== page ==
Or if you’re looking to complement your permanent workforce with on-demand skills, a managed service programme can streamline your contingent workforce strategies – allowing you to pivot quickly to the next external challenge.


Trend 5: Optimise for an intergenerational workforce

Employers must now balance a workforce comprising up to five generations: the Silent Generation, Baby Boomers, Gen X, Millennials, and Gen Z. This presents a key challenge for organisations: perpetuating the culture they’ve worked hard to build, while still providing an engaging experience for each generation of talent. 

Attracting and retaining the best talent across the age spectrum will require a personalised offering of benefits – such as flexible working patterns, ample career progression, and a clear organisational purpose – recognising and respecting the different values, preferences, and expectations of each generation. 

Finding this balance could be well worth the investment though. Employers able to harmonise the five generations could draw from a collective wealth of experiences, perspectives and attitudes that drive innovation across the board.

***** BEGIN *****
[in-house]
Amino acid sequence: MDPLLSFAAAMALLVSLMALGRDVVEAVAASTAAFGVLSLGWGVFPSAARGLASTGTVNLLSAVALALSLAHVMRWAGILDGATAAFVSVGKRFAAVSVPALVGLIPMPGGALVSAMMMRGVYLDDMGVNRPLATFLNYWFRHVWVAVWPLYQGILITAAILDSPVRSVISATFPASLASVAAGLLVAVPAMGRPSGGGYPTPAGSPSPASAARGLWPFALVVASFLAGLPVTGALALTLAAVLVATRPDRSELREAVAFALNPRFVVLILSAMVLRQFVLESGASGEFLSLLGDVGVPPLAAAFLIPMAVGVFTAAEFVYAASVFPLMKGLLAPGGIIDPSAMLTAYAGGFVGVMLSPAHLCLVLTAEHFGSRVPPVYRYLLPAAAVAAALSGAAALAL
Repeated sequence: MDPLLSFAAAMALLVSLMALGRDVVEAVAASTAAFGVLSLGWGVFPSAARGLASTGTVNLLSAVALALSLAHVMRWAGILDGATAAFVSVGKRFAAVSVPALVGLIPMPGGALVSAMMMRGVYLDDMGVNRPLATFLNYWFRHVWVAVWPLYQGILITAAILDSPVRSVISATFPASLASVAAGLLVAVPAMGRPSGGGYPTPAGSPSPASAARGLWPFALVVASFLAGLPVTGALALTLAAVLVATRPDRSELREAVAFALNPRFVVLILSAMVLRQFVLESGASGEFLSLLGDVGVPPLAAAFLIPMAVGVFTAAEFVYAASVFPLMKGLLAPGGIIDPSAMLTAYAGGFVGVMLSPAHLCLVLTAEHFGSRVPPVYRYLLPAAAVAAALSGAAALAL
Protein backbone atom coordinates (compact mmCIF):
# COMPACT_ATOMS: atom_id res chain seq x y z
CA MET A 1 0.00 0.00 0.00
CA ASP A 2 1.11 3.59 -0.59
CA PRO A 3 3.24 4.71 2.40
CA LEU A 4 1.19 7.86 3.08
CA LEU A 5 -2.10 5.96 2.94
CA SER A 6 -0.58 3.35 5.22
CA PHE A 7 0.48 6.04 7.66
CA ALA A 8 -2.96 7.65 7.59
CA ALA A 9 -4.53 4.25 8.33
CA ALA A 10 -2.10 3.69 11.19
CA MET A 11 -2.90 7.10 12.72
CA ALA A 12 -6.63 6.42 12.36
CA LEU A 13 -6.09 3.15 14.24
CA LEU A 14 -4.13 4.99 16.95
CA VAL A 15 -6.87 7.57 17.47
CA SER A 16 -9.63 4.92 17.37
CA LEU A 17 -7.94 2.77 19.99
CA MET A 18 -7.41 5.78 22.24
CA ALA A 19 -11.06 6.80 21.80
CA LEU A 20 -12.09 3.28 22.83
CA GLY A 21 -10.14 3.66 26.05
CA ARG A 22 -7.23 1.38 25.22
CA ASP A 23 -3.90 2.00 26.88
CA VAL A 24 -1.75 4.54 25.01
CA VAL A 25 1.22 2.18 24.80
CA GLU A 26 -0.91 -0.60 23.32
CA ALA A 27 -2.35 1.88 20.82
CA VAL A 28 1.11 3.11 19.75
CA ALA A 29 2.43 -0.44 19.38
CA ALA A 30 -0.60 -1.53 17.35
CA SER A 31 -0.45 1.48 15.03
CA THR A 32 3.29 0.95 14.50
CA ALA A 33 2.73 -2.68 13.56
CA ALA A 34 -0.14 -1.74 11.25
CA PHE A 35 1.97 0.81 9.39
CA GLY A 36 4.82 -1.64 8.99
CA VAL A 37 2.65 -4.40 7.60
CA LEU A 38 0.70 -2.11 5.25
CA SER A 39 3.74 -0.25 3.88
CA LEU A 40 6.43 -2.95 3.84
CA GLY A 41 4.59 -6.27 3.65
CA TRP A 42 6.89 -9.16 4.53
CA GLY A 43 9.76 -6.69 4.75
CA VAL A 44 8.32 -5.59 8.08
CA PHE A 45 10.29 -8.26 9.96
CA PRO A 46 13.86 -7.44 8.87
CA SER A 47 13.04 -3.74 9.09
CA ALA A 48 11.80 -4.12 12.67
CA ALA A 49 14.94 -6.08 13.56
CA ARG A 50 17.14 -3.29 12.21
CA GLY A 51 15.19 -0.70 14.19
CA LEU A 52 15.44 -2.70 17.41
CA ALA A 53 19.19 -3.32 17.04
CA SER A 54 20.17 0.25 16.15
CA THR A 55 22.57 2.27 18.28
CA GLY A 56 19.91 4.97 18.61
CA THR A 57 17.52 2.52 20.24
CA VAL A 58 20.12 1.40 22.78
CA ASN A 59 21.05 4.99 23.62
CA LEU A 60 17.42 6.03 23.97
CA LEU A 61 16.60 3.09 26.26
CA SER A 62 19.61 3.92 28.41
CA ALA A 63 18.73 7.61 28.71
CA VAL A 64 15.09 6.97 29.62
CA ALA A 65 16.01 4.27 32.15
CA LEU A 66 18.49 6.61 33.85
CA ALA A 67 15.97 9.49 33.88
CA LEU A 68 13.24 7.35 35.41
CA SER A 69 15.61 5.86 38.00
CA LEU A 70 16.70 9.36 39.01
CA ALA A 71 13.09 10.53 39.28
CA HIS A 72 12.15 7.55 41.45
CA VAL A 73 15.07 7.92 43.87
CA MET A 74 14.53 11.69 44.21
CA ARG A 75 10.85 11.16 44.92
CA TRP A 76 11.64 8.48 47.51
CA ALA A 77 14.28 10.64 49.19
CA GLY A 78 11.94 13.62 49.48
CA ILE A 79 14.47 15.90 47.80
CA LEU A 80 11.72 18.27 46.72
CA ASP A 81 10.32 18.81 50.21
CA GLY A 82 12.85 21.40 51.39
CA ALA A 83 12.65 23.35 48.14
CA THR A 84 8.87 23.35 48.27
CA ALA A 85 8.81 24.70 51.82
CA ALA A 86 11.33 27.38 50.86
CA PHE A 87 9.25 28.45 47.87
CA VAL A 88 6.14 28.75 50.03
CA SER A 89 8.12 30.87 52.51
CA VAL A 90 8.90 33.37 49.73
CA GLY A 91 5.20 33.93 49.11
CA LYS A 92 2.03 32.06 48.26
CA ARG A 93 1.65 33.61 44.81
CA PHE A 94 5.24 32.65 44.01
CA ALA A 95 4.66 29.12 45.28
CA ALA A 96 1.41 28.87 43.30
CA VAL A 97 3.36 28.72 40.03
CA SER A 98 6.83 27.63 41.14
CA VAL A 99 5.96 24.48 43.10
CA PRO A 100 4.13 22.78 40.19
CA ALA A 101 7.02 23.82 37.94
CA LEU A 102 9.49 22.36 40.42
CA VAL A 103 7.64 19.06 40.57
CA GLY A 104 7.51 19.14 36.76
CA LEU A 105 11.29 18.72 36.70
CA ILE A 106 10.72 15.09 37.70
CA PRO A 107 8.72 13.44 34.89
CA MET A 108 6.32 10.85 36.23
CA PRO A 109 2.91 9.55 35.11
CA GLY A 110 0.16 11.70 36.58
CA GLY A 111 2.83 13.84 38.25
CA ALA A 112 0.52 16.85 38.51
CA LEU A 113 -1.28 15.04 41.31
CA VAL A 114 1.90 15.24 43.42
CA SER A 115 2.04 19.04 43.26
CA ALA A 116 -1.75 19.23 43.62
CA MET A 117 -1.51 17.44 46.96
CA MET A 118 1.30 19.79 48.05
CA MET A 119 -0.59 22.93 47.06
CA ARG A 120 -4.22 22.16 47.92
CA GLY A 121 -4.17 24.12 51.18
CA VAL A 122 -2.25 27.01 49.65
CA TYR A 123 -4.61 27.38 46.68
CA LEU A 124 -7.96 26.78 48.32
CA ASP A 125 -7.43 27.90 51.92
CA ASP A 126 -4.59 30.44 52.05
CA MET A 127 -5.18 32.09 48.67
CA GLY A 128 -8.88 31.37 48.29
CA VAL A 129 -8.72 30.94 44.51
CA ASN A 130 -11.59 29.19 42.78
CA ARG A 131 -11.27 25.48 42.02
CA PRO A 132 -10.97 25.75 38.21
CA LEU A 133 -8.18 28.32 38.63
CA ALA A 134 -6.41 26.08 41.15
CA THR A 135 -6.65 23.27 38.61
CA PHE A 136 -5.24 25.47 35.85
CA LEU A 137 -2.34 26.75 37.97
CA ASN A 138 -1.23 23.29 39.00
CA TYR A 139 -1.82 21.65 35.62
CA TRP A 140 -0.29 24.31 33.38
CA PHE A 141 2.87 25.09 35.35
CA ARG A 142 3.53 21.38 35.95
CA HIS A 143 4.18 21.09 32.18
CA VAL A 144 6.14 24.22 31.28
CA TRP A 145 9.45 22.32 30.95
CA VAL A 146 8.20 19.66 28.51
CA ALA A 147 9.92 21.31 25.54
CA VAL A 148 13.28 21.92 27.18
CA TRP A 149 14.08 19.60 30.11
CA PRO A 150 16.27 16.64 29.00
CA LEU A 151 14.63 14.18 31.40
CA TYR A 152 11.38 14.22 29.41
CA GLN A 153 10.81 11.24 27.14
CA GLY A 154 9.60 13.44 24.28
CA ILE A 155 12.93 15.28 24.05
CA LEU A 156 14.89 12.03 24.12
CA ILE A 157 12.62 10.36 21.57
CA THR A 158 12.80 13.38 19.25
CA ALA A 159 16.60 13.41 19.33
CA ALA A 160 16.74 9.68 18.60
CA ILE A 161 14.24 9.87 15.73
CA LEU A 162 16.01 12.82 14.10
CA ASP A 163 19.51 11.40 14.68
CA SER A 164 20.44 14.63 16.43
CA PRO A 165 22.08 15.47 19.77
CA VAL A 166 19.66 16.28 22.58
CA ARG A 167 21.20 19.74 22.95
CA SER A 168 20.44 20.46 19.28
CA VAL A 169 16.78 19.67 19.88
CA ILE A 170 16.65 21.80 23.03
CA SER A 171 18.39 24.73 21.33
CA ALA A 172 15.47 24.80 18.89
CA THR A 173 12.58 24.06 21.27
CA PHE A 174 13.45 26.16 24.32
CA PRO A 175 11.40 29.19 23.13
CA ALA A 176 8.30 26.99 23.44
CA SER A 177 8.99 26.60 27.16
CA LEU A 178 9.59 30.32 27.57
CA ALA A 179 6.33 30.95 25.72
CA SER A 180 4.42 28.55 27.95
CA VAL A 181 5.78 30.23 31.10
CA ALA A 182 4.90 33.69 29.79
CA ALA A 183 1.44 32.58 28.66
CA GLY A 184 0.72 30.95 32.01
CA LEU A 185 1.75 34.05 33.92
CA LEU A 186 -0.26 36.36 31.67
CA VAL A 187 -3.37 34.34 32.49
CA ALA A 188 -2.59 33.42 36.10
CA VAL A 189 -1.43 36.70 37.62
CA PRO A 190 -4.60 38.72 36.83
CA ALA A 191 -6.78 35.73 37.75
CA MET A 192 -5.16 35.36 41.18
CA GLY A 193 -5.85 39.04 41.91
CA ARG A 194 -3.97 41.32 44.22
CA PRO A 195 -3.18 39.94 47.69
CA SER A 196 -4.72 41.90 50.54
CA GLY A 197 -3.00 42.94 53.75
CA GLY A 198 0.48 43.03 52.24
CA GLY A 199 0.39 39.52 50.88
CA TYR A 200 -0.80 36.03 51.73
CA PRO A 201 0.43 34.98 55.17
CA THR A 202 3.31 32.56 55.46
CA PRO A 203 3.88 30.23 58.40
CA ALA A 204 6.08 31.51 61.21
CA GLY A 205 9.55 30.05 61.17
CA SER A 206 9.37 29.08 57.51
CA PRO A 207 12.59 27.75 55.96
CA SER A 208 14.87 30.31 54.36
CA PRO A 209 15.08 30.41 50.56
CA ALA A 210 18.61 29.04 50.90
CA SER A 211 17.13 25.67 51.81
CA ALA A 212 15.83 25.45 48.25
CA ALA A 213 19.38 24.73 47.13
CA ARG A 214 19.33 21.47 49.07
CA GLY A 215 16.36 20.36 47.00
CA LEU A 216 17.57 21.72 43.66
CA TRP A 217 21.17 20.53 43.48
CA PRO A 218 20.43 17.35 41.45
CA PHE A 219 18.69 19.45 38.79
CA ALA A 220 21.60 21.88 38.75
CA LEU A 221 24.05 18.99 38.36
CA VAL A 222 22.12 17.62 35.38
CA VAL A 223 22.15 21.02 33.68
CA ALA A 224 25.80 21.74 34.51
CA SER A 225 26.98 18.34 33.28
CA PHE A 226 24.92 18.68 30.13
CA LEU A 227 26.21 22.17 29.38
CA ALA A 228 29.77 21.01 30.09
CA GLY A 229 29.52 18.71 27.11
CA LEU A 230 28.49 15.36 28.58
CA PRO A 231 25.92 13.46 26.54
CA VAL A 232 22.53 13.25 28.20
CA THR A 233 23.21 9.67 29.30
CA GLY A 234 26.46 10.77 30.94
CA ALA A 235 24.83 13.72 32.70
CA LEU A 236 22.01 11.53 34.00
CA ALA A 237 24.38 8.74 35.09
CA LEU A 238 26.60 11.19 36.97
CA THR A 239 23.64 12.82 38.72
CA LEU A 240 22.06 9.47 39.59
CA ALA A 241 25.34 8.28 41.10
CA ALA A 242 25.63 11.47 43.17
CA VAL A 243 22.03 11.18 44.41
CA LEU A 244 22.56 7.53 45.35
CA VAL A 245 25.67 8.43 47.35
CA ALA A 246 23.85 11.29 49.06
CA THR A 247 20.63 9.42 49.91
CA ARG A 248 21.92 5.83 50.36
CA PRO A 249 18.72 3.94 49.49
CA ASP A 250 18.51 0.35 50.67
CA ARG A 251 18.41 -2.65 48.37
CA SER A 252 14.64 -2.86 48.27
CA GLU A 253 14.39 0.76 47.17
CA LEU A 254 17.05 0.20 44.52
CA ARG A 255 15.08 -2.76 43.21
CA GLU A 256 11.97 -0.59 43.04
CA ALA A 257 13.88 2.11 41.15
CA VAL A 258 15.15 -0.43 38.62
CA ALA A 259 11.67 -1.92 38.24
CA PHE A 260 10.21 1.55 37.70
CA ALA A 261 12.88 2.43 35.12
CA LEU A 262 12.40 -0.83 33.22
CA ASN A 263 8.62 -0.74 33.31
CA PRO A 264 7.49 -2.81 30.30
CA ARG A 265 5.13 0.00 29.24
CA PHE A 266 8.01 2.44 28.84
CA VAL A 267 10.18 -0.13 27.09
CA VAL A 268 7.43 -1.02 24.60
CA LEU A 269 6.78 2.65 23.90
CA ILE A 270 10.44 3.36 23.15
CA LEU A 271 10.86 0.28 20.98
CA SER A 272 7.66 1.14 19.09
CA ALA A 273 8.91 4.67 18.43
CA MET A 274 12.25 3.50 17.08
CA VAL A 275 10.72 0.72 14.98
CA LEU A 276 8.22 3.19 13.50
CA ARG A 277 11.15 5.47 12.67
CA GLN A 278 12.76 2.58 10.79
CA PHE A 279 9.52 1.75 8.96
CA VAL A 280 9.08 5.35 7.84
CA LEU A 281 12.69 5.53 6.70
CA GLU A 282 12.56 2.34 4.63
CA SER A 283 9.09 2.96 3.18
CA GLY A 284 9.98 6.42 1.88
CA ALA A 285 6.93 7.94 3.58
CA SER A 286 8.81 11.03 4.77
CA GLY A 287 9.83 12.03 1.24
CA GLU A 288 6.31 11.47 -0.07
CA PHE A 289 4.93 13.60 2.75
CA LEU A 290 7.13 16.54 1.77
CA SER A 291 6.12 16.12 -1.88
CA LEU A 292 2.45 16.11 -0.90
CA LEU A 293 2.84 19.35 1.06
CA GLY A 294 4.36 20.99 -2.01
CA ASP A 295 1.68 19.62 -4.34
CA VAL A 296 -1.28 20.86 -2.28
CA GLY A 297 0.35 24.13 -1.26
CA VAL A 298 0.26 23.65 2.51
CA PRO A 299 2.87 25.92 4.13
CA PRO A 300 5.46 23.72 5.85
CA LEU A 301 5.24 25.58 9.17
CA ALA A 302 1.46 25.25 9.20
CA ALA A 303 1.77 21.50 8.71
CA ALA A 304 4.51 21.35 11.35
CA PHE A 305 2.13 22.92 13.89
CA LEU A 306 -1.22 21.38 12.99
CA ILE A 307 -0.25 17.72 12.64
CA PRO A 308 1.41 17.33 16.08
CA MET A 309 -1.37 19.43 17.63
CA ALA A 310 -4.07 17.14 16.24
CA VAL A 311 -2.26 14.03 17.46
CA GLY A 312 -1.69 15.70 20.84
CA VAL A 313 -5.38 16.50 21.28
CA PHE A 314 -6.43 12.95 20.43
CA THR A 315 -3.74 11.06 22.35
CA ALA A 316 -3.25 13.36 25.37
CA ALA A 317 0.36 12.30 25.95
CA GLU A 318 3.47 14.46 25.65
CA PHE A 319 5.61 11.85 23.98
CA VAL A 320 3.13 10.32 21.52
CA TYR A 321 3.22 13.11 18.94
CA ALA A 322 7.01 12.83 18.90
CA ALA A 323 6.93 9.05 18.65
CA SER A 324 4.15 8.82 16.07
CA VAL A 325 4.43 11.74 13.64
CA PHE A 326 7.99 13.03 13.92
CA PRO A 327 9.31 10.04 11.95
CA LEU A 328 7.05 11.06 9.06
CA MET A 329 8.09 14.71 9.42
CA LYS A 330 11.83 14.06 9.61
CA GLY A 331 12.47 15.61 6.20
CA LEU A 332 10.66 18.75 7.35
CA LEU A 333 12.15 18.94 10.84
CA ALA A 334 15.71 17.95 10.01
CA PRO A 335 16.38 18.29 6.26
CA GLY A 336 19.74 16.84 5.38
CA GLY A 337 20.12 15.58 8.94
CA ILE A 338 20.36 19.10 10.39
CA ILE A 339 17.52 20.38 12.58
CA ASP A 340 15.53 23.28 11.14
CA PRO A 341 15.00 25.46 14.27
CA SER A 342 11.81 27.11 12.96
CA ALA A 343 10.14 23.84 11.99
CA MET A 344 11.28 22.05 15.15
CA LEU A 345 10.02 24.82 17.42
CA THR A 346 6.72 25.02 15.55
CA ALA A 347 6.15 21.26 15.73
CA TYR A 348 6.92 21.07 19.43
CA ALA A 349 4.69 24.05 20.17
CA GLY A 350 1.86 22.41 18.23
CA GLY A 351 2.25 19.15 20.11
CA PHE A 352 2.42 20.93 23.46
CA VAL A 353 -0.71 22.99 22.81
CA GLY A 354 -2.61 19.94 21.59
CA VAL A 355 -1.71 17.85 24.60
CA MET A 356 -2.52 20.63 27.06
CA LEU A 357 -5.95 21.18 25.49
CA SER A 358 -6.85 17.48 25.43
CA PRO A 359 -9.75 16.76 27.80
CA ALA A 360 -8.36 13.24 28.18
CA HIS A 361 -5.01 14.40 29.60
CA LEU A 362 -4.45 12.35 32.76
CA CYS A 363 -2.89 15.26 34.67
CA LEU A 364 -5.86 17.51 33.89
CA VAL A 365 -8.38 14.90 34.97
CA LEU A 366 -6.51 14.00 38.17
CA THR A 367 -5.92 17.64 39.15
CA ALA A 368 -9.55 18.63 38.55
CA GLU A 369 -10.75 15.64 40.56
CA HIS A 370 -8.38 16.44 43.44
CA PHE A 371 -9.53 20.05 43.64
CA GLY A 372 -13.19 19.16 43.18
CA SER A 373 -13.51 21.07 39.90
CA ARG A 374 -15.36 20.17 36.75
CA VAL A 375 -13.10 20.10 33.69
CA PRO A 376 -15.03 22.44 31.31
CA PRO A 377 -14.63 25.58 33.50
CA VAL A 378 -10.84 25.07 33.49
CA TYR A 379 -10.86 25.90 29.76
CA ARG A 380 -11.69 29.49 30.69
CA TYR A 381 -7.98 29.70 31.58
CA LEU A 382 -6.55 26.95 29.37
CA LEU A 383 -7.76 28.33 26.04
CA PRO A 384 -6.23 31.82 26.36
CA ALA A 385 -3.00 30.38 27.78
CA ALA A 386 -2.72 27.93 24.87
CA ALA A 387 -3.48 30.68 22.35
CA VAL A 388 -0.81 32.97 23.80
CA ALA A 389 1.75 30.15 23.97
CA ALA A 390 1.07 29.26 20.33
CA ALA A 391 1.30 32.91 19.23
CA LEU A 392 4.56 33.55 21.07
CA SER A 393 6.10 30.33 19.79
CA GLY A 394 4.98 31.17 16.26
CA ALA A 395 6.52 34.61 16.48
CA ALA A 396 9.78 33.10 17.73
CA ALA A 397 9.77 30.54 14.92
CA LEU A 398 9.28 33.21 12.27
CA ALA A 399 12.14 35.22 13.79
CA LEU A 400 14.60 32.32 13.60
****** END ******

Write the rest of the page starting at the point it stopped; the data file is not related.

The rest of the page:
Trend 6: Solving the working from home impasse

For the first time since the Covid-19 pandemic, more people are working fully in-office than hybrid. According to our latest data, fewer than two in five (39%) now work in a hybrid pattern, whereas almost half (43%) work solely in an office setting. 

Although the tide may be changing to return-to-office (RTO), employers calling back staff to the workplace risk losing precious talent to more flexible rivals. Almost half of our surveyed professionals (43%) say they wouldn’t accept a job not offering hybrid working, and it’s clear that many still value the trust, autonomy and work-life balance afforded by flexible working practices.